From Academic Kids
|Name, Symbol, Number||molybdenum, Mo, 42|
|Chemical series||transition metal|
|Group, Period, Block||6 (VIB), 5, d|
|Density, Hardness||10280 kg/m3, 5.5|
|Atomic weight||95.94 amu|
|Atomic radius||145 pm|
|Covalent radius||145 pm|
|van der Waals radius||not known pm|
|e- 's per energy level||2, 8, 18, 13, 1|
|Oxidation states (Oxide)||2,3,4,5,6 (strong acid)|
|Crystal structure||body centered cubic|
|State of matter||solid (__)|
|Melting point||2896 K (4753 ?F)|
|Boiling point||4912 K (8382 ?F)|
|Molar volume||9.38 ×10-6 m3/mol|
|Heat of vaporization||598 kJ/mol|
|Heat of fusion||32 kJ/mol|
|Vapor pressure||3.47 Pa at 3000 K|
|Speed of sound||__ m/s at __ K|
|Electronegativity||2.16 (Pauling scale)|
|Specific heat capacity||250 J/(kg*K)|
|Electrical conductivity||18.7 106/(m?ohm)|
|Thermal conductivity||138 W/(m*K)|
|1st ionization potential||684.3 kJ/mol|
|2nd ionization potential||1560 kJ/mol|
|3rd ionization potential||2618 kJ/mol|
|4th ionization potential||4480 kJ/mol|
|Most stable isotopes|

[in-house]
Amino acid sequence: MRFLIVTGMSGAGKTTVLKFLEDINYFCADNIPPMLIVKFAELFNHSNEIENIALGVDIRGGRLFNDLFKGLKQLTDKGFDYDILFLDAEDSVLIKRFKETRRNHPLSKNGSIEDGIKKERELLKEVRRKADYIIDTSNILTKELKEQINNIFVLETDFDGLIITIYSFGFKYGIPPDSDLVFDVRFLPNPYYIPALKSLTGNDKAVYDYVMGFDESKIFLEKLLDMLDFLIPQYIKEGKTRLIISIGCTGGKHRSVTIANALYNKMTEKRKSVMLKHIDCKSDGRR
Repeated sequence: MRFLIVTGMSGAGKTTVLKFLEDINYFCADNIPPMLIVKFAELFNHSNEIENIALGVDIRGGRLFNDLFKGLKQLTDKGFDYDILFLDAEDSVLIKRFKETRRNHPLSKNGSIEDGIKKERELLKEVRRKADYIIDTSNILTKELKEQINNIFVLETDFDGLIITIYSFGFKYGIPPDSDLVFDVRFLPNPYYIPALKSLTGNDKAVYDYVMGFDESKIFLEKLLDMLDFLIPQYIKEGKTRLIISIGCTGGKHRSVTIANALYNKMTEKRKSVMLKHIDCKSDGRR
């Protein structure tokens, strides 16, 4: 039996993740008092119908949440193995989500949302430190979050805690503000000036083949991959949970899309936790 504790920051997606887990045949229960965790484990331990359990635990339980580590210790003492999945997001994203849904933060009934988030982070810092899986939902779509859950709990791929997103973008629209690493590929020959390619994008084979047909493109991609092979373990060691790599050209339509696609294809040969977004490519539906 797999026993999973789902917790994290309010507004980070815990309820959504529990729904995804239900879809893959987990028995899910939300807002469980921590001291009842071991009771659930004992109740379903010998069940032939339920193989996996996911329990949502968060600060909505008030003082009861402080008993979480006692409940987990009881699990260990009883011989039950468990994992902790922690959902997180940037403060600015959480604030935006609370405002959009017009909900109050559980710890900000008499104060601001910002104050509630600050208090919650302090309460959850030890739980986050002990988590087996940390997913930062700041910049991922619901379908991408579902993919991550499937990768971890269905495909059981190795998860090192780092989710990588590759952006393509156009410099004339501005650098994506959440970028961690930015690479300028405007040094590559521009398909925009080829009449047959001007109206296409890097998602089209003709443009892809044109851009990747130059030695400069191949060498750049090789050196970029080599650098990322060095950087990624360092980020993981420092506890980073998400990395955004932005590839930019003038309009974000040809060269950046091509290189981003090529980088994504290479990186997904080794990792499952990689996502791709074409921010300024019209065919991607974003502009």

|SI units & STP are used except where noted.|
Molybdenum is a transition metal. The pure metal is silvery white in color and very hard, and has one of the highest melting points of all pure elements. In small quantities, molybdenum is effective at hardening steel. Molybdenum is important in plant nutrition, and is found in certain enzymes, including xanthine oxidase.
Over 2/3 of all molybdenum is used in alloys. Molybdenum use soared during World War I, when demand for tungsten made tungsten scarce, and high strength steels were at a premium. Molybdenum is used to this day in high strength alloys, and high temperature steels. Special molybdenum containing alloys, such as the Hastelloys ?, are notably heat resistant and corrosion resistant. Molybdenum is used in aircraft and missile parts, and in filaments. Molybdenum finds use as a catalyst in the petroleum industry, especially in catalysts for removing organic sulfurs from petroleum products. Mo-99 is used in the nuclear isotope industry. Molybdenum oranges are pigments, ranging from red-yellow to a bright red orange, used in paints, inks, plastics, and rubber compounds. Molybdenum disulphide is a good lubricant, especially at high temperatures. Molybdenum is also used in some electronic applications, as the conductive metal layers in thin-film transistors (TFTs).